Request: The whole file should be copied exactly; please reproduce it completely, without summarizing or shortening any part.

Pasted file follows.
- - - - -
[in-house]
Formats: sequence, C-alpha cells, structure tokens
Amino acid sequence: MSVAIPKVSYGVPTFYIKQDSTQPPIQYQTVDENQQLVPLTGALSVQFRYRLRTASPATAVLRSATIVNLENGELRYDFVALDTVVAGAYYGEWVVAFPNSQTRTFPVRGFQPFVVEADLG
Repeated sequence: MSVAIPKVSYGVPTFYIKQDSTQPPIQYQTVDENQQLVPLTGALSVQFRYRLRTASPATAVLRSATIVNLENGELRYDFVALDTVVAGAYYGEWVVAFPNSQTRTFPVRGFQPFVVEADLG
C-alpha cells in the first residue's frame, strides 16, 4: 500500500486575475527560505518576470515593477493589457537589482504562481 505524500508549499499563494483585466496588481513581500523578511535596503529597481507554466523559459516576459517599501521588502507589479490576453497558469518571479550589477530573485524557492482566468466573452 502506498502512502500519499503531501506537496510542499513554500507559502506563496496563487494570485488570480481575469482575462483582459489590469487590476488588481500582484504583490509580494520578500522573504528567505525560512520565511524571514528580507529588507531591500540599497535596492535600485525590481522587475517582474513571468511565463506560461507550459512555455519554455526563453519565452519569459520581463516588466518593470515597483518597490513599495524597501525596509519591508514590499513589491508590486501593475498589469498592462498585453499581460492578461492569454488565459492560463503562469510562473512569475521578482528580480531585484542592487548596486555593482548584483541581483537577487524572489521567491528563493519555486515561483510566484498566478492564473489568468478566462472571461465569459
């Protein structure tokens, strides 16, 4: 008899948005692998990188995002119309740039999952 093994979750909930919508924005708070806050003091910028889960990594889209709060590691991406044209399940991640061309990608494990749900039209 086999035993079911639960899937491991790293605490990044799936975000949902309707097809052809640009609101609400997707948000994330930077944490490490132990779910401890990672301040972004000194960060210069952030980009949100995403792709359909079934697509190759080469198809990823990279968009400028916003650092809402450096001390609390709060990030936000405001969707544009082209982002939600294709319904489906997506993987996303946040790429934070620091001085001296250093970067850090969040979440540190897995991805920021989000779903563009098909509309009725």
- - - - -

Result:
[in-house]
Formats: sequence, C-alpha cells, structure tokens
Amino acid sequence: MSVAIPKVSYGVPTFYIKQDSTQPPIQYQTVDENQQLVPLTGALSVQFRYRLRTASPATAVLRSATIVNLENGELRYDFVALDTVVAGAYYGEWVVAFPNSQTRTFPVRGFQPFVVEADLG
Repeated sequence: MSVAIPKVSYGVPTFYIKQDSTQPPIQYQTVDENQQLVPLTGALSVQFRYRLRTASPATAVLRSATIVNLENGELRYDFVALDTVVAGAYYGEWVVAFPNSQTRTFPVRGFQPFVVEADLG
C-alpha cells in the first residue's frame, strides 16, 4: 500500500486575475527560505518576470515593477493589457537589482504562481 505524500508549499499563494483585466496588481513581500523578511535596503529597481507554466523559459516576459517599501521588502507589479490576453497558469518571479550589477530573485524557492482566468466573452 502506498502512502500519499503531501506537496510542499513554500507559502506563496496563487494570485488570480481575469482575462483582459489590469487590476488588481500582484504583490509580494520578500522573504528567505525560512520565511524571514528580507529588507531591500540599497535596492535600485525590481522587475517582474513571468511565463506560461507550459512555455519554455526563453519565452519569459520581463516588466518593470515597483518597490513599495524597501525596509519591508514590499513589491508590486501593475498589469498592462498585453499581460492578461492569454488565459492560463503562469510562473512569475521578482528580480531585484542592487548596486555593482548584483541581483537577487524572489521567491528563493519555486515561483510566484498566478492564473489568468478566462472571461465569459
């Protein structure tokens, strides 16, 4: 008899948005692998990188995002119309740039999952 093994979750909930919508924005708070806050003091910028889960990594889209709060590691991406044209399940991640061309990608494990749900039209 086999035993079911639960899937491991790293605490990044799936975000949902309707097809052809640009609101609400997707948000994330930077944490490490132990779910401890990672301040972004000194960060210069952030980009949100995403792709359909079934697509190759080469198809990823990279968009400028916003650092809402450096001390609390709060990030936000405001969707544009082209982002939600294709319904489906997506993987996303946040790429934070620091001085001296250093970067850090969040979440540190897995991805920021989000779903563009098909509309009725």